Socially Engineered Security Risks Series
Phishing, Smishing, Vishing and Waling
Your pharmacy computer systems contain valuable information that on the dark web can be sold or traded for money, bitcoin or other valuable online commodities such as zero-day exploits. Threat actors (hackers, online criminals etc.) will use any means necessary to access your business.
To gain access to your pharmacy systems, they need credentials (username and password) coupled with a remote access method or some form of malware that provides remote access without credentials.
Phishing, Smishing, Vishing and Waling are all variations of social engineering scams that threat actors use to gain access to computer systems. All phishing scams involve threat actors sending a communication (usually email but may also be a phone call or SMS) disguised as being from a trusted sender to gain access to computer systems, steal confidential information, or make it unavailable.
Here are the key types of Phishing scams you should understand and know how to recognise if a threat actor targets you or your business:
Phishing (pronounced: fishing) is a parent name for many different types of social engineering attacks where a threat actor sends a fraudulent (e.g., spoofed, fake, or otherwise deceptive) message designed to trick a person into revealing sensitive information to the threat actor or to deploy malicious software on the victim’s infrastructure like ransomware.
Phishing attacks have become increasingly sophisticated and often are very difficult to detect if you are unaware of some of the ways threat actors can trick you into providing the information they want.
The most common form of a Phishing attack is through email. Corum receives thousands of phishing emails annually, targeting all users, sometimes randomly, sometimes in a more targeted way.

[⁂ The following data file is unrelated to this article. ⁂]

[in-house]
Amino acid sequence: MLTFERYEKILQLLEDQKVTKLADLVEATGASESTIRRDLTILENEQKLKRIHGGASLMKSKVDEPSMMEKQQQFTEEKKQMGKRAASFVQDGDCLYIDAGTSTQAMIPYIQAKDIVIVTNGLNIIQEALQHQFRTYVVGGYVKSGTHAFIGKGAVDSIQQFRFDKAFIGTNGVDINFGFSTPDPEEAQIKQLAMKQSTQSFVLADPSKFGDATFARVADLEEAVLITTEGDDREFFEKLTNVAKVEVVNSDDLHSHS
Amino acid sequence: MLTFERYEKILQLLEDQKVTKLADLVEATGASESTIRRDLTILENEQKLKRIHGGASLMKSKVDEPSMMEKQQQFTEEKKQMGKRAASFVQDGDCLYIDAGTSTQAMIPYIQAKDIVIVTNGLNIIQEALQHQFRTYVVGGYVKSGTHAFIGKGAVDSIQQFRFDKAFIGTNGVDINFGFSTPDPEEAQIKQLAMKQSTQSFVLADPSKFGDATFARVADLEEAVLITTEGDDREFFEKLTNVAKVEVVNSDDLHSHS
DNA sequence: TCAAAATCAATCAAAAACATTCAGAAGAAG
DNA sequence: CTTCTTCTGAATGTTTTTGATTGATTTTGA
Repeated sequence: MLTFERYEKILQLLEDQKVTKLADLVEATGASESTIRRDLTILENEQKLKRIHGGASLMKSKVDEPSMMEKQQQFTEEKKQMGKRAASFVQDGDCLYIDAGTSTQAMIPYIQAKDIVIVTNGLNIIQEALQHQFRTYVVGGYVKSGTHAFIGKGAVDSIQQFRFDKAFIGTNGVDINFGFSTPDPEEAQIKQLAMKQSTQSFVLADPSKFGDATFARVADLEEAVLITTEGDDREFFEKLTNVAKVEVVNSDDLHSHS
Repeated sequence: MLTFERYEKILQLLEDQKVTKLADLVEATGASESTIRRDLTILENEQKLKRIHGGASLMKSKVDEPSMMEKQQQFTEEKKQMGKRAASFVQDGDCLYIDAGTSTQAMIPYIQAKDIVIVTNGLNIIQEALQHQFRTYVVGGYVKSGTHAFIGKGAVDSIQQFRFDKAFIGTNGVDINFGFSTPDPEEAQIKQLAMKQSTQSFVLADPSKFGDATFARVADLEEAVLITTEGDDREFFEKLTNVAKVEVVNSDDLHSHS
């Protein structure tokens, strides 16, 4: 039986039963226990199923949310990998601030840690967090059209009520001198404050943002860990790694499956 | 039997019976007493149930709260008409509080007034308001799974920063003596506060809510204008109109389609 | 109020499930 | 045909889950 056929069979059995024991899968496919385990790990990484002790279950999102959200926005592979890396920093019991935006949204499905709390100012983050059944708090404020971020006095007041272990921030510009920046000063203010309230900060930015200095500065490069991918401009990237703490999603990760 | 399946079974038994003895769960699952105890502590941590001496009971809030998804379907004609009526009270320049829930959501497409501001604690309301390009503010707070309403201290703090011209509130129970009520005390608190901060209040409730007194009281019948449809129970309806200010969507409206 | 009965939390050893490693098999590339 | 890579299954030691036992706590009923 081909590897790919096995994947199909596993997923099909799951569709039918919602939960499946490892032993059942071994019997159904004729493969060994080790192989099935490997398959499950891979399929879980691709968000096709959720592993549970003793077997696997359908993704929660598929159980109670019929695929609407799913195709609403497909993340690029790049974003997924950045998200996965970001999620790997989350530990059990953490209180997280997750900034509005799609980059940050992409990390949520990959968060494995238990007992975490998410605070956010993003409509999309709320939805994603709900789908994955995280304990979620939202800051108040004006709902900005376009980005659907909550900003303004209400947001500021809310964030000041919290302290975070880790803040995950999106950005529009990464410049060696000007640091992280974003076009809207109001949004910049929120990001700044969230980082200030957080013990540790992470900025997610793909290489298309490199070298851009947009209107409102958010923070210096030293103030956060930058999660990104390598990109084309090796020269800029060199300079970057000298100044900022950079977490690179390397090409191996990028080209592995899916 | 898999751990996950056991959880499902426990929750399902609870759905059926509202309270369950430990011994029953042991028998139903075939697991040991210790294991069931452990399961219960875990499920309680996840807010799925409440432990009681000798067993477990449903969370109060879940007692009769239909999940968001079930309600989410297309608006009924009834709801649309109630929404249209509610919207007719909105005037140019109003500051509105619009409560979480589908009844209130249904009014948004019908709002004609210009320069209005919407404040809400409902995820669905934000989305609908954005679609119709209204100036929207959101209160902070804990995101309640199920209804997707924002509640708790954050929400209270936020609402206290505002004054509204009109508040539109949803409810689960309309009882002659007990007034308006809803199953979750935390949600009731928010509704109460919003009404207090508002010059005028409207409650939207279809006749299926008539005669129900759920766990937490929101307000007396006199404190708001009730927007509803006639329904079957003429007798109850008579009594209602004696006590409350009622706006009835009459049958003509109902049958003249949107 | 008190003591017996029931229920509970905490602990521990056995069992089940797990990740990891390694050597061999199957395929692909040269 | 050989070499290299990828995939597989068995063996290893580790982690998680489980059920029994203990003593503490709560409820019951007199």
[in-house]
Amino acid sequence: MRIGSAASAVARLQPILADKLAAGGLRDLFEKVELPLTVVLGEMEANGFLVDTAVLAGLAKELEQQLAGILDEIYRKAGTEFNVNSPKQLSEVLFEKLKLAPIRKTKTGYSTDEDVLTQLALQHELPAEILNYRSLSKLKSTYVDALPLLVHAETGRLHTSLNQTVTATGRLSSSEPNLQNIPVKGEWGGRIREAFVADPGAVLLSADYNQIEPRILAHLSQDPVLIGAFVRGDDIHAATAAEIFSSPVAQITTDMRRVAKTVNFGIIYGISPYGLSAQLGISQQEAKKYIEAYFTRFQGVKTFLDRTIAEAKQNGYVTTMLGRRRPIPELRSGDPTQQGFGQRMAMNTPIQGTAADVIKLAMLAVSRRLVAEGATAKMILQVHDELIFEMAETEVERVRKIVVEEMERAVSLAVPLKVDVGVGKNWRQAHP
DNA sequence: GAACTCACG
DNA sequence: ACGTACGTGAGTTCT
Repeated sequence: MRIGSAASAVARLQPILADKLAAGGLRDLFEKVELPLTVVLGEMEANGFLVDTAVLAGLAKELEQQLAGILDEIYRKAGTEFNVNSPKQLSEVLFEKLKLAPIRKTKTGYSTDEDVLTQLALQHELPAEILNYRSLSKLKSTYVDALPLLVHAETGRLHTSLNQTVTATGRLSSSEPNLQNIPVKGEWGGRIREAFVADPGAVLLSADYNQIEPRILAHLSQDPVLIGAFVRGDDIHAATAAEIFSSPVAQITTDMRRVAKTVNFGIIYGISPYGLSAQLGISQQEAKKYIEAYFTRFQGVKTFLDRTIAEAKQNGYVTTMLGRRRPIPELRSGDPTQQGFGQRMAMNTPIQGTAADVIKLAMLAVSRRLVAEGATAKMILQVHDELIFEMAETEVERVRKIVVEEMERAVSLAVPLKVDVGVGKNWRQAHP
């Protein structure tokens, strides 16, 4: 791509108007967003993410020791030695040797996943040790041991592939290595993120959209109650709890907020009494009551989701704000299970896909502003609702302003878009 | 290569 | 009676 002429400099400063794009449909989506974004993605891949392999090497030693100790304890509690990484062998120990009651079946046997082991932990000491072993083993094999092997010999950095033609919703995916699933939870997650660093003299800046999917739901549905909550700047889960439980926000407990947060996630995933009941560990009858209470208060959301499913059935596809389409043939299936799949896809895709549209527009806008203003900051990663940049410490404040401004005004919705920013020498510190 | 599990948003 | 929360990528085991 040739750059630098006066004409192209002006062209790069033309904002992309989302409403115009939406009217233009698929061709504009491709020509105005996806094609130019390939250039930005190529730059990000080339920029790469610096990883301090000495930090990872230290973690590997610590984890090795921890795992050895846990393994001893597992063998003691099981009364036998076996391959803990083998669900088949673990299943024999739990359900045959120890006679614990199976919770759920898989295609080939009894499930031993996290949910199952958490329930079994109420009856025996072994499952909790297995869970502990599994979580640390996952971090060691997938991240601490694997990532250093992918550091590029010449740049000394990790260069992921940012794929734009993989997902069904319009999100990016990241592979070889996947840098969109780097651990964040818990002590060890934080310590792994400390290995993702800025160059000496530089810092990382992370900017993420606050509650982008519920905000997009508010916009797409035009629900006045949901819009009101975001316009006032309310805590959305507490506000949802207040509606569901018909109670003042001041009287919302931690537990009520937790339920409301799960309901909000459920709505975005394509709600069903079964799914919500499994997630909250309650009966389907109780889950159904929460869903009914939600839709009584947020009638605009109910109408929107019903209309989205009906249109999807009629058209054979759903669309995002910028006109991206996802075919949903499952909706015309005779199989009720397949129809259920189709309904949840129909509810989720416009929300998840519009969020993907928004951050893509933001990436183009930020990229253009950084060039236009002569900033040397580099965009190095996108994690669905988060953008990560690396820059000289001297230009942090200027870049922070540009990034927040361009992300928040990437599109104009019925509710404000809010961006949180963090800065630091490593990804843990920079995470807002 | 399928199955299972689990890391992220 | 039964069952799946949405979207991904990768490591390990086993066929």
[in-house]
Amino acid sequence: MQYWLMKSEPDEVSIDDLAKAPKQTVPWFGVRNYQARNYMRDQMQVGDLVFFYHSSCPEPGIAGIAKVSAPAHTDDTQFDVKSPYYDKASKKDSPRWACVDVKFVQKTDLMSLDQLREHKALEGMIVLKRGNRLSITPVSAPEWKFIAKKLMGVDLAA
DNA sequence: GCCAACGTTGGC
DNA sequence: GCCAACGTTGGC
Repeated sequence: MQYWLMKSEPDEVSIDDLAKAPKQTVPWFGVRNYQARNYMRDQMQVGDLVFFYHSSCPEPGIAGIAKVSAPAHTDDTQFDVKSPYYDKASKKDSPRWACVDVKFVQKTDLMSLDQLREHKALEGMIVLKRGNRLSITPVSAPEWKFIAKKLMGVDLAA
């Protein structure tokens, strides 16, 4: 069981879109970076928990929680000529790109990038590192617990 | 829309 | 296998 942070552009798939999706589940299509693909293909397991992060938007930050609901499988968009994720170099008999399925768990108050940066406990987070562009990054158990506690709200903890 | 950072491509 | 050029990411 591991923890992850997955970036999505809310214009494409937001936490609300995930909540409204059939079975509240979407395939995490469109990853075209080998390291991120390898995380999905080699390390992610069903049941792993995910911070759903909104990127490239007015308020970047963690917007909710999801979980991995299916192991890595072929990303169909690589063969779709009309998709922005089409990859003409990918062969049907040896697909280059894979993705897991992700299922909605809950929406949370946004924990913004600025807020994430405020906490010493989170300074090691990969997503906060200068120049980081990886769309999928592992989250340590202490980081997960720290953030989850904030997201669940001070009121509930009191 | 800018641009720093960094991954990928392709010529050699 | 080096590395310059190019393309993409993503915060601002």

Spear phishing is an email scam targeted towards a specific individual or directed to key leaders in the organisation or business. The emails often use clever tactics to get victims’ attention, such as being about a topic that the recipient is known to be interested in. This information is usually researched through social media and by reviewing the company website or media announcements. Usually, nation-state threat actors will use this type of attack when targeting a specific industry or business of interest. In most cases, an email arrives, apparently from a trustworthy source, but instead, it leads the unknowing recipient to a fake website full of malware.
Smishing is a phishing attack carried out over mobile text messaging, also known as SMS phishing. It tries to get the unsuspecting user to click on a link to direct them to a malware-infected site or fraudulent site to gather login credentials.
Vishing uses verbal scams to trick people into doing things they believe are in their best interests. Vishing often picks up where phishing leaves off.
An example of this attack is when the victim clicks on a link for an online advertisement related to their interests. Malware embedded in the link triggers a computer problem that only the helpful “technician” on the other end of the phone could fix. It will then cost the victim some money to remediate the problem. Of course, it was all a scam, and the technician’s “company” was the actual source of the problem.
There is an excellent example of this type of attack in this short Youtube video:
A whaling attack is a method used by threat actors to masquerade as a senior leader at an organisation and directly target senior or other influential individuals, aiming to steal money or sensitive information or gain access to their computer systems for criminal purposes. Threat actors often gain access to a junior employee’s email account and target a more senior person – a Business Email Compromise or BEC.
These attacks can be made more believable when threat actors use significant social media research to create a custom approach tailored for those target individuals.
The attack often starts with an email that seems to be from a senior manager and could include a reference to something that an attacker may have gleaned online, for example, when they’ve seen the person on some social media images of the office Christmas party. The email will request an urgent payment or a change to a bank account or other critical financial system.
Protecting Yourself From These Types Of Attacks
The best protection from these attacks is often awareness and ensuring you have robust controls in place for when your attention to potential risk fails.
1. Protect your computer by using the best in class security
2. Set your computer to update automatically so it can deal with any new security threats.
3. Protect your mobile phone by setting the applications and OS software to update automatically.
4. Protect your accounts by using multi-factor authentication
5. Protect your data by backing it up.
If you are worried about the security of your pharmacy systems and want to know you can improve your pharmacy security, speak to your Corum Customer Success Manager or contact us on 1300 669 865.